Thursday, January 16, 2014

Finally Finishing this up...

So I came back here today to get back to write about something that I read in a devotional that really spoke to me and tied into love...the last theme for my advent project that I never finished...what can I say except I got busy, distracted and lacked motivation.  Christmas prep came,  my awesome brother from Saskatchewan and his family came, Christmas came, illness came (uggg) and some awesome time with family and friends came. 
Anyway, what I discovered when I came back is that I had written and posted some blog entries and dated them to post in the future back around Dec. 19th and none of them posted...looks like I scheduled the date and then forgot to hit post.  So please go back and read those posts
December 20
December 21
December 22
December 23
and then come back here later (hopefully sooner then later) and read my final post on love below.  Thanks!

I read about this sculpture from The Mount Grace Priory in North Yorkshire which is one of England’s best-preserved medieval monasteries. For hundreds of years, Carthusian monks lived there in solitude, devoting themselves to prayer. The priory’s ruins are impressive, but this more modern monument caught the eye of the writer of my devotion's attention.

At the center of this church stands this sculpture.  Known as the Madonna of the Cross, it depicts Jesus’ mother Mary lifting her newborn Son to heaven.  As the author points out there are many striking aspects to the sculpture—like Mary’s posture (determined rather than distraught), and her expression (serene rather than anguished). But perhaps the most striking feature is that she stands in the form of a cross.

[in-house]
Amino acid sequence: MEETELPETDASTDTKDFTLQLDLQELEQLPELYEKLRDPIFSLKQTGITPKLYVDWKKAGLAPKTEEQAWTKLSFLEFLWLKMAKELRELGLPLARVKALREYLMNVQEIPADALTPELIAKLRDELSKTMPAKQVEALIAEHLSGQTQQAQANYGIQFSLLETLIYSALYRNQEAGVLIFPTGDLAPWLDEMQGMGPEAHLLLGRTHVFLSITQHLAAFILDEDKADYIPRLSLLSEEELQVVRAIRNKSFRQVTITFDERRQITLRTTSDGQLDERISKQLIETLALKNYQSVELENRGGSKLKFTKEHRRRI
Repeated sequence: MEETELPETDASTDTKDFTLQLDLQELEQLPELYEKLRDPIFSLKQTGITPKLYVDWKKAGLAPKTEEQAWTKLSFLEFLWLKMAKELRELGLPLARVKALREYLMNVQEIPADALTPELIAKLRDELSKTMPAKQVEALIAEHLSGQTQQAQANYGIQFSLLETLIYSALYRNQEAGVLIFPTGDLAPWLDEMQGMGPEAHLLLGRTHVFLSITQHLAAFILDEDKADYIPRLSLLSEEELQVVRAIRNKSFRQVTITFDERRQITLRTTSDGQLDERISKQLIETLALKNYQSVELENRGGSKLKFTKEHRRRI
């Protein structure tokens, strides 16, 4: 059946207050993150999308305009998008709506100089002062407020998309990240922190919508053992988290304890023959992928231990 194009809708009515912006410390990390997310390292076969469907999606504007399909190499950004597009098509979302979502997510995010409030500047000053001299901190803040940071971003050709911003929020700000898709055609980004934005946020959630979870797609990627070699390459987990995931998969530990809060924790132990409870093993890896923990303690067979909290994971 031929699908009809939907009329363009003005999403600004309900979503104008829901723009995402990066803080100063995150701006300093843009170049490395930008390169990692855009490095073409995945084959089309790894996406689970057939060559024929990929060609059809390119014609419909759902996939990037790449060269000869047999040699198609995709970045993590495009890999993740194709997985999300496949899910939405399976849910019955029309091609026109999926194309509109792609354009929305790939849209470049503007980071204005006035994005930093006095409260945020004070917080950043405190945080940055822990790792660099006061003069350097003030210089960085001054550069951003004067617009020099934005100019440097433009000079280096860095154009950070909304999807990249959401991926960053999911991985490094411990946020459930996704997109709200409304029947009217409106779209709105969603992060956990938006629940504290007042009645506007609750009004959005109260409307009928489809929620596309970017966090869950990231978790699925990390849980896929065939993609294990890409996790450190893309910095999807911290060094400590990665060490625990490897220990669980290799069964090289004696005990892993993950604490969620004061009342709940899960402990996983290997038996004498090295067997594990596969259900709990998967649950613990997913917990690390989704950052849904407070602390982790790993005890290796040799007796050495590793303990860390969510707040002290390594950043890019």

Simeon told Mary when he met her shortly after Jesus' birth that, “a sword will pierce your very soul” (Luke 2:35).  She knew her calling would be painful but just how painful was never revealed. Simeon's prophecy was fulfilled in John 19. Mary stood looking at her Son—now lifted up on a cross (Luke 2:25). He was suffering and she loved Him beyond words. Even then He was concerned for her well-being (Luke 2:26-27). The sword had pierced her soul.
But there was a reason why the sculptor depicted Mary as looking serene. “She is looking beyond Calvary to the resurrection,” he says (see Luke 20:1-18).

The question in the devotion was this...
As I reflect on today’s verses and Brocklesby’s sculpture, I ask myself: Will I, like Mary, accept the suffering inherent in my own divine calling? And will I look beyond that pain to God’s promised victory? 
How else did Mary suffer for being the mother of Jesus? In what ways might you suffer for Him today?

And as I pondered this I was struck by the realization that I may very well have something so much in common with Mary.  'Will I, like Mary, accept the suffering inherent in my own divine calling'?
If my divine calling is to be someone who offers support to others in need, who relates to others because of the pain my heart has suffered and because of this pain, intuitively knows what a suffering parent needs to hear and can share Jesus with them so that they too may find comfort...then I guess I have accepted it.  I didn't want too, I fought it so often, hated so many of the moments of it but yet I have always felt that this pain was necessary to become who I am today, who God wishes me to be.
Can I look beyond that pain to God's promised victory?  I guess I can...I don't really see that I have a choice.  I came to Christ, for the most part, because I was afraid I would never see Cole again if I didn't.  I didn't get the option to choose to be a loss parent but I did have a choice in how I dealt with, what I did with that pain, where I allowed God to take me.  I pray each day that it will take me home.
I felt such a connection to Mary's suffering but I also felt such a connection to this sculpture and the reason behind why it was created.  My situation was different, I was never able to offer Cole up to the Lord in this way, never able to lift his body to God and show that I accepted his fate and mine.  But after the initial first few hard years I feel very much more determined and serene then distraught and anguish.
And why is that... Love.
The love I have for the son that holds such a dear place in my heart.  The love I have for the way he has transpired my life.  The love that I have for the Lord who didn't allow my suffering but instead allowed me comfort in my suffering.  The love I have for the Lord who gave us his son and the suffering of his son so that I may one day see mine again.  

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